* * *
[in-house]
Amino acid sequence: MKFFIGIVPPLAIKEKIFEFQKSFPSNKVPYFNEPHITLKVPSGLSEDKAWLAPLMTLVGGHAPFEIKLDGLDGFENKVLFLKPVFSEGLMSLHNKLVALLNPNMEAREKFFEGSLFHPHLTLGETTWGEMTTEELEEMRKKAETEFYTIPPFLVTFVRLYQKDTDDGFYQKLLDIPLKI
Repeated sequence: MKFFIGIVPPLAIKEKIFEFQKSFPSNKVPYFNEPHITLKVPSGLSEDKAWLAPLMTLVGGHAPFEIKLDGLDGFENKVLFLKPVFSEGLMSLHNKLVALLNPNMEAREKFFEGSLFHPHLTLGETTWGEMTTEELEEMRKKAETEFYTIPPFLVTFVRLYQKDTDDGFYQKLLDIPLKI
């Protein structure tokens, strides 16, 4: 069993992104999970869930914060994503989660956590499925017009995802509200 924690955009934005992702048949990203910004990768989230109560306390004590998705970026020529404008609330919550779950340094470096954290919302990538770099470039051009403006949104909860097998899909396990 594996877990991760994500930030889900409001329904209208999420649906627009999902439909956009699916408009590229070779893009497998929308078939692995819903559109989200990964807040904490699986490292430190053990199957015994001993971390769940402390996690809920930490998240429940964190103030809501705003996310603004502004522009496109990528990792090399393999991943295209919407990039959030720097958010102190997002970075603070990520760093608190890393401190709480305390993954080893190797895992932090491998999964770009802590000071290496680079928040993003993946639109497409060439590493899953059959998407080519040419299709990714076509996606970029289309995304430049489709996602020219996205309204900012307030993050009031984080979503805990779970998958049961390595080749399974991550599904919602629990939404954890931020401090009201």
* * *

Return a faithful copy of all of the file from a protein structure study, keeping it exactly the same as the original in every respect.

[in-house]
Amino acid sequence: MKFFIGIVPPLAIKEKIFEFQKSFPSNKVPYFNEPHITLKVPSGLSEDKAWLAPLMTLVGGHAPFEIKLDGLDGFENKVLFLKPVFSEGLMSLHNKLVALLNPNMEAREKFFEGSLFHPHLTLGETTWGEMTTEELEEMRKKAETEFYTIPPFLVTFVRLYQKDTDDGFYQKLLDIPLKI
Repeated sequence: MKFFIGIVPPLAIKEKIFEFQKSFPSNKVPYFNEPHITLKVPSGLSEDKAWLAPLMTLVGGHAPFEIKLDGLDGFENKVLFLKPVFSEGLMSLHNKLVALLNPNMEAREKFFEGSLFHPHLTLGETTWGEMTTEELEEMRKKAETEFYTIPPFLVTFVRLYQKDTDDGFYQKLLDIPLKI
């Protein structure tokens, strides 16, 4: 069993992104999970869930914060994503989660956590499925017009995802509200 924690955009934005992702048949990203910004990768989230109560306390004590998705970026020529404008609330919550779950340094470096954290919302990538770099470039051009403006949104909860097998899909396990 594996877990991760994500930030889900409001329904209208999420649906627009999902439909956009699916408009590229070779893009497998929308078939692995819903559109989200990964807040904490699986490292430190053990199957015994001993971390769940402390996690809920930490998240429940964190103030809501705003996310603004502004522009496109990528990792090399393999991943295209919407990039959030720097958010102190997002970075603070990520760093608190890393401190709480305390993954080893190797895992932090491998999964770009802590000071290496680079928040993003993946639109497409060439590493899953059959998407080519040419299709990714076509996606970029289309995304430049489709996602020219996205309204900012307030993050009031984080979503805990779970998958049961390595080749399974991550599904919602629990939404954890931020401090009201």